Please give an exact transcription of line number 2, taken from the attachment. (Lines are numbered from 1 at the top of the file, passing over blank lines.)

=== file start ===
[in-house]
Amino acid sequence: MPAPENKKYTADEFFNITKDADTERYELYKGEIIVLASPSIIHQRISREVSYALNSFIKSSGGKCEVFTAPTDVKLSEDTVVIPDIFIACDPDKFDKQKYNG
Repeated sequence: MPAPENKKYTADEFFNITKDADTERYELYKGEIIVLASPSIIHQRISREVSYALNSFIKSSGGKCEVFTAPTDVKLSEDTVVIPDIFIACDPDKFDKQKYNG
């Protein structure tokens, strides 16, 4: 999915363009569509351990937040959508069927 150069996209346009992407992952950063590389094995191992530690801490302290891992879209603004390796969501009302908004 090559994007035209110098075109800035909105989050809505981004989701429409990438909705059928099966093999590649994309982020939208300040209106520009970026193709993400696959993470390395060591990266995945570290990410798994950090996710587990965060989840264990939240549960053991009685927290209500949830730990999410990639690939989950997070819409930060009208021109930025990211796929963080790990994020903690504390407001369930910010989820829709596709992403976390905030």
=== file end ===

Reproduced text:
Amino acid sequence: MPAPENKKYTADEFFNITKDADTERYELYKGEIIVLASPSIIHQRISREVSYALNSFIKSSGGKCEVFTAPTDVKLSEDTVVIPDIFIACDPDKFDKQKYNG